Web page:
Germany condemns Greek cartoon depicting its finance minister as a Nazi

Relations between Germany, Europe's paymaster, and debt-ridden Greece have become particularly strained since the Jan. 25 election that swept the anti-austerity Syriza to power.

By REUTERS
February 13, 2015 16:52
1 minute read.
Germany's Minister of Finance Wolfgang Schauble speaks during a news conference in Istanbul

Germany's Minister of Finance Wolfgang Schauble speaks during a news conference after the G20 finance ministers and central bank governors meeting in Istanbul. (photo credit: REUTERS)

Germany condemned on Friday a cartoon published in a Greek leftist newspaper close to the new ruling party in Athens that depicts Finance Minister Wolfgang Schaeuble in a Nazi uniform making comments that invoke the Holocaust.

In the cartoon, carried in the daily Avgi (The Dawn), mouthpiece of Greek Prime Minister Alexis Tsipras' Syriza party, Schaeuble says "we insist on soap from your fat" and "we are discussing fertilizer from your ashes", references to the fate of Jews in the Nazi death camps of World War Two.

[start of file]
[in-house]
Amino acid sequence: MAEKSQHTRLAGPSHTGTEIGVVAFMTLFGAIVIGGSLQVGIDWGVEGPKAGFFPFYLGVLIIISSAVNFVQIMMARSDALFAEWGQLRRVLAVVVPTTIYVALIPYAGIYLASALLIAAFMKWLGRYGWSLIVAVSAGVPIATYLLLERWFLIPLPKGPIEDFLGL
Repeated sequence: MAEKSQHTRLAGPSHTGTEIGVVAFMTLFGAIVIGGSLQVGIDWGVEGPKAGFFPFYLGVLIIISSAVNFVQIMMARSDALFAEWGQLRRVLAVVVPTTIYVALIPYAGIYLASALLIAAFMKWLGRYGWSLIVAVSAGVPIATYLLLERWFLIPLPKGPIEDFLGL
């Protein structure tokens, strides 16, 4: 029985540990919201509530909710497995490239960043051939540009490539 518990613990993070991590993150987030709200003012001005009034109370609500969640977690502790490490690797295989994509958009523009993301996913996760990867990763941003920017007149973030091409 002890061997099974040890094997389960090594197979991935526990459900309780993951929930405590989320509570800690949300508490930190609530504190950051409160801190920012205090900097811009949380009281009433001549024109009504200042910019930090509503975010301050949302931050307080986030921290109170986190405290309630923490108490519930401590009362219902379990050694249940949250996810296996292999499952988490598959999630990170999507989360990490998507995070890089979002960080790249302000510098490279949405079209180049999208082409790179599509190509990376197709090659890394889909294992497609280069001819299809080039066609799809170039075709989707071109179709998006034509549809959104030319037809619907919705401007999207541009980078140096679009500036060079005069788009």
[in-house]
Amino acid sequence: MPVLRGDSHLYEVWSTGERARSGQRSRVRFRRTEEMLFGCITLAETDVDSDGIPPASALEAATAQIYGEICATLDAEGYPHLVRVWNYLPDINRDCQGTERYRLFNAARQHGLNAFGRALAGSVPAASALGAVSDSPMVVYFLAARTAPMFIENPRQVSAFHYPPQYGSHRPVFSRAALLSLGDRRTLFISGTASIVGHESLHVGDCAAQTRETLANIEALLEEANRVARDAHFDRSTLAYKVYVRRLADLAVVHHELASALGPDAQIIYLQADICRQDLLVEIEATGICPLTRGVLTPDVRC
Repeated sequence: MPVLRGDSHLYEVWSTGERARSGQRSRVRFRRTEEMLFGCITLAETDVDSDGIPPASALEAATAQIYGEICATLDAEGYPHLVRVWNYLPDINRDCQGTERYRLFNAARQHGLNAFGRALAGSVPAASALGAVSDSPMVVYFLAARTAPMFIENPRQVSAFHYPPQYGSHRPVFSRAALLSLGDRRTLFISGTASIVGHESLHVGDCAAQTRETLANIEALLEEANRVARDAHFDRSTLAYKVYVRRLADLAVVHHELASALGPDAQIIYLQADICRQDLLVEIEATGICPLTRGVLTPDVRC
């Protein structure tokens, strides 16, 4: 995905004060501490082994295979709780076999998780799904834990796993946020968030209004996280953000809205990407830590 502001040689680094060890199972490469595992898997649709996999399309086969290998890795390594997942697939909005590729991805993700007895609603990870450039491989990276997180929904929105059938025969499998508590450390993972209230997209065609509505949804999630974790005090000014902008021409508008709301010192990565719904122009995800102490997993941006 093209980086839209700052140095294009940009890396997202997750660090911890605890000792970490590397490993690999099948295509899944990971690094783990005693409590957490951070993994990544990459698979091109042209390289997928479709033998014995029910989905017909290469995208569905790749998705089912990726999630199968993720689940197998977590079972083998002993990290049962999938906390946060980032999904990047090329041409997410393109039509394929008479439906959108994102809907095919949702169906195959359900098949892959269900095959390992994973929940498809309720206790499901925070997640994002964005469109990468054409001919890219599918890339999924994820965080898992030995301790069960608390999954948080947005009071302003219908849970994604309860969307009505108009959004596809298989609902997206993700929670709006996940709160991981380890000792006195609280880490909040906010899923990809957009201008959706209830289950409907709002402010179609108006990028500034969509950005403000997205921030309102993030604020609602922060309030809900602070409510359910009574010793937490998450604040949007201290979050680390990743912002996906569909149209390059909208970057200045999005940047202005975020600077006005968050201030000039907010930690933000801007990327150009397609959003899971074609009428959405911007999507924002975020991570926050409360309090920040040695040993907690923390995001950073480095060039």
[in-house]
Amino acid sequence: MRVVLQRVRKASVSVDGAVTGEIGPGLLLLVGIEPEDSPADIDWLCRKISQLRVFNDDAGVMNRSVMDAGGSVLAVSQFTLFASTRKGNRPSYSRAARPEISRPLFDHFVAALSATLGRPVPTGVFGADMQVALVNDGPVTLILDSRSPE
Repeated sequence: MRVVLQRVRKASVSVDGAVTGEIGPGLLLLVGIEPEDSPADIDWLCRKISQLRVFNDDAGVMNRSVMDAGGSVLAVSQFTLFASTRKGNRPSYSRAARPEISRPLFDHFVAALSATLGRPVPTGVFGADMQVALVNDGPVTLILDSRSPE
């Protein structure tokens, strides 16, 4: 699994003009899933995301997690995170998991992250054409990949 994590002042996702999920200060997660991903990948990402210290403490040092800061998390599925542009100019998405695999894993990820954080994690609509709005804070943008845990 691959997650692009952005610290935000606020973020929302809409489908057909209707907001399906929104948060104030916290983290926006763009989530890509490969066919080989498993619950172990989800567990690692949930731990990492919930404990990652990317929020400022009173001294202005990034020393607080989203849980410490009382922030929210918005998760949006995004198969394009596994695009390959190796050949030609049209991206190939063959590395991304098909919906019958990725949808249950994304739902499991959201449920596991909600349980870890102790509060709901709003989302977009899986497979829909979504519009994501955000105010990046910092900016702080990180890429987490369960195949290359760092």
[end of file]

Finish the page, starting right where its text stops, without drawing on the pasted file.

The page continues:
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"I always uphold the principle of free speech but on a very personal level I find this caricature offensive and the cartoonist should be ashamed," German finance ministry spokesman Martin Jaeger told a regular news conference.

Relations between Germany, Europe's paymaster, and debt-ridden Greece have become particularly strained since the Jan. 25 election that swept the anti-austerity Syriza to power.

Earlier this week, during a visit to Berlin, Greece's new foreign minister pressed his government's claim for World War Two reparations over Nazi Germany's brutal occupation of his country. Germany says all reparation issues have been settled.

During Greece's years-long debt crisis, anti-austerity protesters have often depicted German Chancellor Angela Merkel in a Nazi uniform or with a Hitler moustache. Schaeuble has long been a leading advocate of the tough austerity program.

Avgi captioned the cartoon on the back page of its Feb. 8 edition "Negotiations have begun", in a nod to talks held in Brussels over how Greece can shift to a new support program.

Athens agreed on Thursday to talk to its creditors about the way out of its hated bailout in a political climbdown that could prevent Tsipras' government running out of money as early as next month.


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